Words By Andrew Bucket, Photos By Armando Gallardo
The 1964 Worlds Fair was Americas introduction to fondue, and by the 70s the dish a was a staple of the dinner party; an exotic, interactive, social dining experience that involved a cumbersome portable stove and the inevitable mess of cheese blobs on your carpet.
In my formative years, there was The Melting Pot, a restaurant (still around) that boasts a huge production of table stoves many iterations of fondue– and many young lovers went there for a homecoming or prom Fon-date. A pitfall of the Fon-date was smelling like you slept in a Benihana and, once word spread of the broth-y stench, it became a big Fon-don’t. No amount of Drakkar Noir can contend with the aromatic film of fondue-stock on your skin.
Jack Rose Executive Chef Russell Jones has undertaken all the Fon-do’s, and cut out the other stuff, but also written a dope drink menu to pair with the hip, cosy atmosphere in their fireside balcony, for what Jack Rose is calling Fondue By the Fire.
I’d be remiss if I didn’t mention that the whole thing is soundtracked by the songs of romantic 1980s female vocalists like Starship and Roxette. An intentional touch by chef.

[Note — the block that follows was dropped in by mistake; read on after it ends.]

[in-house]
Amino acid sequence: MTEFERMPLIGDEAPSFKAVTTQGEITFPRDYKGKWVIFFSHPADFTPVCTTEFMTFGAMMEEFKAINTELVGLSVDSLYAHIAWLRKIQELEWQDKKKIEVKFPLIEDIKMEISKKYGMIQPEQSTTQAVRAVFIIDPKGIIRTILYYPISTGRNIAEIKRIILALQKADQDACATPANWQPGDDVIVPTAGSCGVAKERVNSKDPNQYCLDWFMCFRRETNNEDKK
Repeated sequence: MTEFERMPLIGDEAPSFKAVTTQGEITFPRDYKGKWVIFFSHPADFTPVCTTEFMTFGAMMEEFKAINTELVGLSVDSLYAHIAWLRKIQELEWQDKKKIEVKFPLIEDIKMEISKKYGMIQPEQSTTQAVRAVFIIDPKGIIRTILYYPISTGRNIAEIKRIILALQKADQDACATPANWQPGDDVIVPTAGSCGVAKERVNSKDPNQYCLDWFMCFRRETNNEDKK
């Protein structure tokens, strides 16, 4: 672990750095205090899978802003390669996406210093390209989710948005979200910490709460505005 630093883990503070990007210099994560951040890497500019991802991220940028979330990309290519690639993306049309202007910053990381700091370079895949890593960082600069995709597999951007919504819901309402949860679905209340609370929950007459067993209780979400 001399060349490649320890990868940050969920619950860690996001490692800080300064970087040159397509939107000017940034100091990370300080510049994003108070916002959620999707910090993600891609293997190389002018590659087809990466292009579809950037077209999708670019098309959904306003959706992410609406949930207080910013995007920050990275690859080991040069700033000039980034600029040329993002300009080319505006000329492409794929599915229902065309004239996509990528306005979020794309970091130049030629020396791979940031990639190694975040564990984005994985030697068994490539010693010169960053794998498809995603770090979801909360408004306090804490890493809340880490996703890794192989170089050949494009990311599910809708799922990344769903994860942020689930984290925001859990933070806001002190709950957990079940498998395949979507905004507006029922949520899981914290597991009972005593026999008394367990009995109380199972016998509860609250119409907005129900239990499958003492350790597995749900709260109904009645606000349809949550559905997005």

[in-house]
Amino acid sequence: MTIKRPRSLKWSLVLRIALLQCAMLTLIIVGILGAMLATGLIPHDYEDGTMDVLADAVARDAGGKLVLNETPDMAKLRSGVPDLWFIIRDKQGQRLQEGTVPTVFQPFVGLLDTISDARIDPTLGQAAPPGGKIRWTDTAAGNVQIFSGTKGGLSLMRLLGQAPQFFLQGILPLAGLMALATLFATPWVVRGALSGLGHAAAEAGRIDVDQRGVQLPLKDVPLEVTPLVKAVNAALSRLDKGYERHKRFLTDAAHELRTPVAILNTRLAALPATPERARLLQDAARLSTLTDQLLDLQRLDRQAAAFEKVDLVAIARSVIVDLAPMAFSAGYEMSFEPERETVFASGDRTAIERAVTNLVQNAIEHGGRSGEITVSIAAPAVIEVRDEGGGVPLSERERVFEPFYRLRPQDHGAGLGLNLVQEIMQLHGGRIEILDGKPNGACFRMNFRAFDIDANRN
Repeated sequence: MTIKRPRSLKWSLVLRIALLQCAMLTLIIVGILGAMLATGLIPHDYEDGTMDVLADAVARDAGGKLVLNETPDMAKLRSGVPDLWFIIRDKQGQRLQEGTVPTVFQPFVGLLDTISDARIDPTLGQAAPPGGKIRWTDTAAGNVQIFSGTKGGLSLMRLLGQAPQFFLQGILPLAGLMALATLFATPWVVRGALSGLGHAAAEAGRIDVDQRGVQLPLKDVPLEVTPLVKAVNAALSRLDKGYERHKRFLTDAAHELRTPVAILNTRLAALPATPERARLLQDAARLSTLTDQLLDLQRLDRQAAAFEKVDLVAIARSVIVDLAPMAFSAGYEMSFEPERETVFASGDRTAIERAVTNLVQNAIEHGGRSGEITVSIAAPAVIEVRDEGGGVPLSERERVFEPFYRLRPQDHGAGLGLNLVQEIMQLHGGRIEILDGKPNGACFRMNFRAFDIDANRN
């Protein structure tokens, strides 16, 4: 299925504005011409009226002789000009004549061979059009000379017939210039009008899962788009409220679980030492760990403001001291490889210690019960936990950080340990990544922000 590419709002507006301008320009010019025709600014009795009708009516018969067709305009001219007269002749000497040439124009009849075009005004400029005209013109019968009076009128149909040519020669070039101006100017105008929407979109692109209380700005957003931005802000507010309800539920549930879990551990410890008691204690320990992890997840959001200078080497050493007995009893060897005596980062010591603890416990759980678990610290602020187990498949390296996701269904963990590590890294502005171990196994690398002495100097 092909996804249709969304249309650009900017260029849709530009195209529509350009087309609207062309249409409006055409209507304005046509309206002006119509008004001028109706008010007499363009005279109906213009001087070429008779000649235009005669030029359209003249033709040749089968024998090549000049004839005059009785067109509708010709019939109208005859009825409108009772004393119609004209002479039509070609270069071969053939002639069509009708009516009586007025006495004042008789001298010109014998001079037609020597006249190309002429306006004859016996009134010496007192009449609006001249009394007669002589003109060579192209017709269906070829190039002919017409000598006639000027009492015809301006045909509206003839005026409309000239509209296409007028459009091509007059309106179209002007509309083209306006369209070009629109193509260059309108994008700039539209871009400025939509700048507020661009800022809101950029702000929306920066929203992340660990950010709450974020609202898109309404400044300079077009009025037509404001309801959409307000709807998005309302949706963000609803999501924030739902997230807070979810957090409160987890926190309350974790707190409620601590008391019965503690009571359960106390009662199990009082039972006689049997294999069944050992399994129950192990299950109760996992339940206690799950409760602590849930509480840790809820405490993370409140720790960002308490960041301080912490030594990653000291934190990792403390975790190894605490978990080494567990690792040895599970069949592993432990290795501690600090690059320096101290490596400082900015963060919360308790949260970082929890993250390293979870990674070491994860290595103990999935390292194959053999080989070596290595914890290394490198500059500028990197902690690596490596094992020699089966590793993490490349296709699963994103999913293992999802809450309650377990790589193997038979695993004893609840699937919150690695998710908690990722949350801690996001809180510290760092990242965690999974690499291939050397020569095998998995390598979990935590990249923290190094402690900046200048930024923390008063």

One savory pot called Jacked Up features pumpernickel and rye breads, pretzels, marinated mushrooms and beef brisket, and a Vermont pepper jack gooey dip. The brisket really steals the show.
On the lighter side is the Oh Danny Boy spread, clearly a Irish inspired pot of aged cheddar with pork bangers, apples, and soda bread. The sharpness of the dip is a welcome edge to the easy going fare.
The S’more plate is simple enough (marshmallows, berries, graham crackers, bananas) but the thin milk chocolate gives the items a modest coat instead of a gluttonous blob.
Let’s talk booze now: the Scottish hot cocoa is all you need to get by in this miserable life. It’s made with a 10 year Glenmorangie, a naturally sweeter scotch, and you will be in love with the cocoa. It’s also a handy catch all for drippy chocolatey fondue sticks.
A bit left of center on the menu are the whiskey and beer pairings that showcase rare barrel aged beers and the whiskeys the beget them. I had the Eclipse Imperial Stout and a Woodford Reserve. This playful matchmaking reminds one that Jack Rose is an alcohol Mecca, boasting a list of such magnitude that experimentation isn’t just a lark to drum business, it’s a daily affair as intrinsic a part of the restaurants affairs as is turning on the lights.